BANGKOK If you listen to what Thailand's military leaders are saying, the Thai monarchy is under a state of siege necessitating emergency measures.
A special department of the army has been put in charge of monitoring local radio programs and websites to detect any slanderous or libelous contents against the monarchy. And hundreds of volunteers have been recruited to patrol the Internet.
Thailand's Department of Special Investigation, an FBI-like national detective force, has lodged 19 lèse-majesté complaints against leaders of the Red Shirts, a political pressure group opposed to the current government. For three months last year, the Red Shirts brought the center of Bangkok to a standstill. Authorities are using the lèse-majesté law to charge critics with violating the dignity of the monarch.
Several media professionals have already been caught up in the dragnet. Chiranuch Premchaiporn, editor-in-chief of the independent news website Prachatai, faces a possible 50-year jail sentence for failing to delete rapidly enough offensive comments about the royal family that appeared on the site. In March, a webmaster was given a five-year jail sentence for similar reasons. And Somsak Jeamteerasakul, an obscure historian, has been accused of leading a university conspiracy aiming to weaken the monarchy.
Lèse-majesté cases have spiked in recent years, according to David Streckfuss, author of a book about the Thai monarchy. Before 2005, Thailand had had fewer than a dozen such cases. There have been more than 500 since. (A Thai-born U.S. citizen was arrested this week on allegations of insulting the king for an article he had translated and posted on his blog)
Streckfuss sees the crackdown on would-be opponents as directly related to the declining health of Thailands King Bhumibol Adulyadej. The 83-year-old monarch has been hospitalized since September 2009. It is possible that the closer we get to the point where someone will succeed to the throne, the more the Thai authorities will systematically use the law to try to stifle criticisms, says Streckfuss.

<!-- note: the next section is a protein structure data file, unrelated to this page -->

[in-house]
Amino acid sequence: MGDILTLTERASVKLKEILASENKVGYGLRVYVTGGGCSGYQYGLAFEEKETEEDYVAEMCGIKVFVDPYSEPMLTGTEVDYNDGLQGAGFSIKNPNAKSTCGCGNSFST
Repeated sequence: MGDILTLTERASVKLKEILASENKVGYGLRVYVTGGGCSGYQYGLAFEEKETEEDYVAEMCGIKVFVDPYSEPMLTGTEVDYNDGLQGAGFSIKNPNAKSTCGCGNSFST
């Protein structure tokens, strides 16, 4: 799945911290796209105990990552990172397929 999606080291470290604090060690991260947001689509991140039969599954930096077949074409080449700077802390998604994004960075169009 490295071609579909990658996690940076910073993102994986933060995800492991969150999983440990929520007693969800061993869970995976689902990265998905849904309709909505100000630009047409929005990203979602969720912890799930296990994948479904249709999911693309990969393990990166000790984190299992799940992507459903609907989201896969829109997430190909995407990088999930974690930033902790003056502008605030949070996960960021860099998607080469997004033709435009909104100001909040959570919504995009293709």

The inevitable transfer of power is further complicated by growing political divisions in Thailand between members of the establishment (soldiers, bureaucrats, royalist milieus and the Democrat Party in power) and forces in favor of a more egalitarian society. These divisions have been particularly apparent over the past five years. The high-profile Red Shirt movement is a case in point.
The head of the army, Prayuth Chan-Ocha, and the government try to make the Red Shirts look like an anti-monarchist movement, says an activist pushing for the abolition of lèse-majesté accusations, who requested anonymity. The issue of the monarchy has always been used by the establishment to discredit the forces opposed to the current government.
Any insult to the king, the queen and the successor to the throne is punishable by jail sentences of between three and 15 years. Sanctions were less severe when Thailand was an absolute monarchy before 1932.
In 2005, King Bhumibol spoke out against the lèse-majesté crackdown. If the king cannot be criticized, it means he is not a human being, said Bhumibol. The kings statement had little effect on the situation.
Some observers say the ultra-monarchist hysteria erodes the institution's aura and galvanizes those who want to change it. Former Thai Senator Jon Ungphakorn thinks that those who style themselves as defenders of the monarchy are the very ones who destabilize it, and bring to a standstill the reforms that could enable the monarchy to endure.